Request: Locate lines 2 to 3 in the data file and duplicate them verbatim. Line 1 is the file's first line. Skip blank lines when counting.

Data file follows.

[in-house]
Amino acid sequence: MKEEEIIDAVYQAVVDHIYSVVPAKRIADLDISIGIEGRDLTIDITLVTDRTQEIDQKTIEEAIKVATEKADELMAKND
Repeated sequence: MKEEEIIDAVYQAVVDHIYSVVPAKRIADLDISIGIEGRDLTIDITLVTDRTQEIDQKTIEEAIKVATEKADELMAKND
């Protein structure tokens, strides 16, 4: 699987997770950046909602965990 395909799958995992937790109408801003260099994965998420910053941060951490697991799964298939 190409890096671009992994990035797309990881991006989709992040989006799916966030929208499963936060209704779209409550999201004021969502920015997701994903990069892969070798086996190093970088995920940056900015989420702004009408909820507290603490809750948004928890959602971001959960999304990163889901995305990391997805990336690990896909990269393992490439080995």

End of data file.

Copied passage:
Amino acid sequence: MKEEEIIDAVYQAVVDHIYSVVPAKRIADLDISIGIEGRDLTIDITLVTDRTQEIDQKTIEEAIKVATEKADELMAKND
Repeated sequence: MKEEEIIDAVYQAVVDHIYSVVPAKRIADLDISIGIEGRDLTIDITLVTDRTQEIDQKTIEEAIKVATEKADELMAKND